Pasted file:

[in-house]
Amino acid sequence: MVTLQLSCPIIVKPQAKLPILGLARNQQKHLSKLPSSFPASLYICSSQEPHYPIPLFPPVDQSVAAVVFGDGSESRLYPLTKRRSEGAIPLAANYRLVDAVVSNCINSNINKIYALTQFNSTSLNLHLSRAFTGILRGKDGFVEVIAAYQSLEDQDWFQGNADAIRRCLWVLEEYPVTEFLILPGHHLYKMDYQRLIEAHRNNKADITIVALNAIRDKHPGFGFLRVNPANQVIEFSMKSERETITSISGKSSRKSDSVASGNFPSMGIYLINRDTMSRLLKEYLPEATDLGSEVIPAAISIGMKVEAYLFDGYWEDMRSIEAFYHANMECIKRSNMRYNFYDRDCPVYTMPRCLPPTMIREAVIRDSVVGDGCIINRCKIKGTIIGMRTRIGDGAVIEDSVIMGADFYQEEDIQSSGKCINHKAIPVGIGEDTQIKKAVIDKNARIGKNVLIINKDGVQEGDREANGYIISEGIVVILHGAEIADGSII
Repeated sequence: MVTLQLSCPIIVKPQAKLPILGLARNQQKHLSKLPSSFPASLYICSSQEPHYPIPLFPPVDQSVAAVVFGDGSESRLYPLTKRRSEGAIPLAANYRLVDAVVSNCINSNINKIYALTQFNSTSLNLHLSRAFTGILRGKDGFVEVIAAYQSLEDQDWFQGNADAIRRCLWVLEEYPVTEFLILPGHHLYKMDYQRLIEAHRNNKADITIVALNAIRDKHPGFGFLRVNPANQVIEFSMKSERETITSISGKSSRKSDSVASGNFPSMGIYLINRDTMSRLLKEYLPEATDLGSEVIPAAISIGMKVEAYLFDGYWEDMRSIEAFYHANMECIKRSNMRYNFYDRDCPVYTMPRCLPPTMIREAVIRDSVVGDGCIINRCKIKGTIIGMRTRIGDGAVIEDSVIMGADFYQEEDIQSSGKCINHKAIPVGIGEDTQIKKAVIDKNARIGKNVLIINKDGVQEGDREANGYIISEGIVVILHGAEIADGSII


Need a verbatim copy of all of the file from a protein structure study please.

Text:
[in-house]
Amino acid sequence: MVTLQLSCPIIVKPQAKLPILGLARNQQKHLSKLPSSFPASLYICSSQEPHYPIPLFPPVDQSVAAVVFGDGSESRLYPLTKRRSEGAIPLAANYRLVDAVVSNCINSNINKIYALTQFNSTSLNLHLSRAFTGILRGKDGFVEVIAAYQSLEDQDWFQGNADAIRRCLWVLEEYPVTEFLILPGHHLYKMDYQRLIEAHRNNKADITIVALNAIRDKHPGFGFLRVNPANQVIEFSMKSERETITSISGKSSRKSDSVASGNFPSMGIYLINRDTMSRLLKEYLPEATDLGSEVIPAAISIGMKVEAYLFDGYWEDMRSIEAFYHANMECIKRSNMRYNFYDRDCPVYTMPRCLPPTMIREAVIRDSVVGDGCIINRCKIKGTIIGMRTRIGDGAVIEDSVIMGADFYQEEDIQSSGKCINHKAIPVGIGEDTQIKKAVIDKNARIGKNVLIINKDGVQEGDREANGYIISEGIVVILHGAEIADGSII
Repeated sequence: MVTLQLSCPIIVKPQAKLPILGLARNQQKHLSKLPSSFPASLYICSSQEPHYPIPLFPPVDQSVAAVVFGDGSESRLYPLTKRRSEGAIPLAANYRLVDAVVSNCINSNINKIYALTQFNSTSLNLHLSRAFTGILRGKDGFVEVIAAYQSLEDQDWFQGNADAIRRCLWVLEEYPVTEFLILPGHHLYKMDYQRLIEAHRNNKADITIVALNAIRDKHPGFGFLRVNPANQVIEFSMKSERETITSISGKSSRKSDSVASGNFPSMGIYLINRDTMSRLLKEYLPEATDLGSEVIPAAISIGMKVEAYLFDGYWEDMRSIEAFYHANMECIKRSNMRYNFYDRDCPVYTMPRCLPPTMIREAVIRDSVVGDGCIINRCKIKGTIIGMRTRIGDGAVIEDSVIMGADFYQEEDIQSSGKCINHKAIPVGIGEDTQIKKAVIDKNARIGKNVLIINKDGVQEGDREANGYIISEGIVVILHGAEIADGSII